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At the Indiana State Museum and Historic Sites, we are the keepers not only of facts and objects, but also of stories – and it’s part of our mission to share those stories with you. The purpose of this blog is to share the stories of our history, artifacts, volunteers, staff and more. Be sure to check this space for updates, and follow us on social media to learn even more about who we are and what we do across the state of Indiana.

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Thanksgiving: A tradition centuries in the making

By Renee Bruck

On Thursday, millions of Americans will take time to celebrate and give thanks during a meal with family and friends on the day known as Thanksgiving. But do you know where this tradition came from, or when the national holiday actually came to be? How about why everyone flocks to the store in search of a turkey for their holiday meal? Well, take a few minutes before the football games or plotting your Black Friday shopping strategy to learn some history and a few fun facts about the holiday.

The first Thanksgiving at Plymouth

People have given thanks through food and feasts for a variety of reasons over several centuries, but one of the most famous feasts – now known as the “first” Thanksgiving in America – happened in 1621 with Pilgrims and the Wampanoag people. That three-day feast took place after the Pilgrims’ first corn harvest in the new world. It also served as a celebration of surviving the first year in New England since nearly half of the Pilgrims perished during the brutal winter. 

Unlike Thanksgiving feasts of today – or even Thanksgivings of the early 1900s as highlighted in this LIFE magazine from our collection – the feast of the Pilgrims did not have pies, cakes or other desserts that are now a large part of the holiday meal, because the sugar supply had dwindled by the fall of 1621. The meal was more likely to have been made up of deer, which were presented to Pilgrims by the Native Americans, or fish and shellfish. Wild turkey might have been one of the dishes as they were plentiful in New England.

  

Turkeys haven’t always the main staple of the meal

One of the reasons the bird became a staple to the Thanksgiving meal near the turn of the 20th century was because of the number of turkeys in the United States. The birds are native to North America, like some other foods found on the Thanksgiving table, such as cranberries. Other foods – like potatoes and stuffing – became common after immigrants brought the food items and recipes to the United States.

This menu in our collection from the 1875 Thanksgiving meal at Hotel Bates in Indianapolis included pork, saddle of mutton, domestic duck, ribs of beef, ham, goose, chicken and veal, as well as entrees of baked quail pie, macaroni au gratin, welsh rarebit on toast, cutlets of venison and chicken pot pie. Turkey also is an option, but not the featured item.

Turkey becomes more of a focus just a few years later during the 1898 Thanksgiving meal at The Denison in Indianapolis. The menu features a meal including roast turkey with chestnut dressing, cranberry jelly, roast prime beef and natural gravy, as well as roasted prairie chicken, English bread sauce, browned sweet potatoes, ice cream, pies and assorted cakes.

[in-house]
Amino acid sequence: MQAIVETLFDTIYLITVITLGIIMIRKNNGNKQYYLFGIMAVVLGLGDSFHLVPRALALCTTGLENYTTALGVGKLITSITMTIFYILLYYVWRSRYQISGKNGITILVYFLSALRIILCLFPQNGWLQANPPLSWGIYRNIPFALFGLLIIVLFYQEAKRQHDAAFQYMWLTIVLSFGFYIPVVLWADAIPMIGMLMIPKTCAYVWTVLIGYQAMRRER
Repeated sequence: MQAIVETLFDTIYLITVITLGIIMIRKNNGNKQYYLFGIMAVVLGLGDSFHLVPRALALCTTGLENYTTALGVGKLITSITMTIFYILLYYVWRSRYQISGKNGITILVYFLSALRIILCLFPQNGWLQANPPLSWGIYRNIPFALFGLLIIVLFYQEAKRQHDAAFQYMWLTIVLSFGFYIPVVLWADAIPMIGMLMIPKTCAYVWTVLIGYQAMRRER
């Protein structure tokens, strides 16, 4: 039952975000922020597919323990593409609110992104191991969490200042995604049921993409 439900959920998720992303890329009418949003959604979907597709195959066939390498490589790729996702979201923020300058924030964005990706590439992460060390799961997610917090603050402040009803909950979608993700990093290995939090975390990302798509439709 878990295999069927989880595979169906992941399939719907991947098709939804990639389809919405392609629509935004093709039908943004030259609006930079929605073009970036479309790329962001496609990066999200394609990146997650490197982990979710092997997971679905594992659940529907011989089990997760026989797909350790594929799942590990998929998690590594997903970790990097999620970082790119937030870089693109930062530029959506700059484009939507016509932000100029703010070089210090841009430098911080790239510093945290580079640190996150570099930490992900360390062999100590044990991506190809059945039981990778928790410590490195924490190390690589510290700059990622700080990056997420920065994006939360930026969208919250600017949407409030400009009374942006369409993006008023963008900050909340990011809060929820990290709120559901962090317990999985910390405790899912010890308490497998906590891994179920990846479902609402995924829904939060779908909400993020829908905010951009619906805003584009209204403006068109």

Abraham Lincoln issued the proclamation making Thanksgiving a national holiday 

Days of thanksgiving became an occasional event in New England, and Continental Congress designated at least one day of thanksgiving each year. President George Washington issued the first Thanksgiving proclamation in 1789, and New York became the first state to adopt an annual Thanksgiving holiday in 1817. It wasn’t until 1863 – during the Civil War – that President Abraham Lincoln issued a proclamation calling on all Americans to ask God to “commend to his tender care all those who have become widows, orphans, mourners or sufferers in the lamentable civil strife” and “heal the wounds of the nation.” 

This Dec. 5, 1863, edition of Harper’s Weekly magazine – part of the Lincoln Financial Foundation Collection at the Indiana State Museum – features the music and lyrics to the song “The President’s Hymn,” which was a musical version of Lincoln’s first Thanksgiving proclamation.

Lincoln called for Thanksgiving to take place on the final Thursday in November, which continued until 1939 when President Franklin D. Roosevelt moved the holiday up by one week. In 1941, Roosevelt signed a bill making Thanksgiving the fourth Thursday in November.

Giving thanks with friends and family

Although Thanksgiving celebrations once had religious significance, it’s now all about the traveling, cooking and sharing of a meal with family and friends - or maybe watching a football game or kicking off your holiday shopping.

This Thanksgiving postcard in our collection from 1908 served as an invitation to a Thanksgiving Day gathering. On the reverse side, a message reads “Please follow the turkey’s example and be present at our place on Thanksgiving Day.”

Happy Thanksgiving from our families to yours!
 

Posted by Kelsey Kotnik at 7:00 AM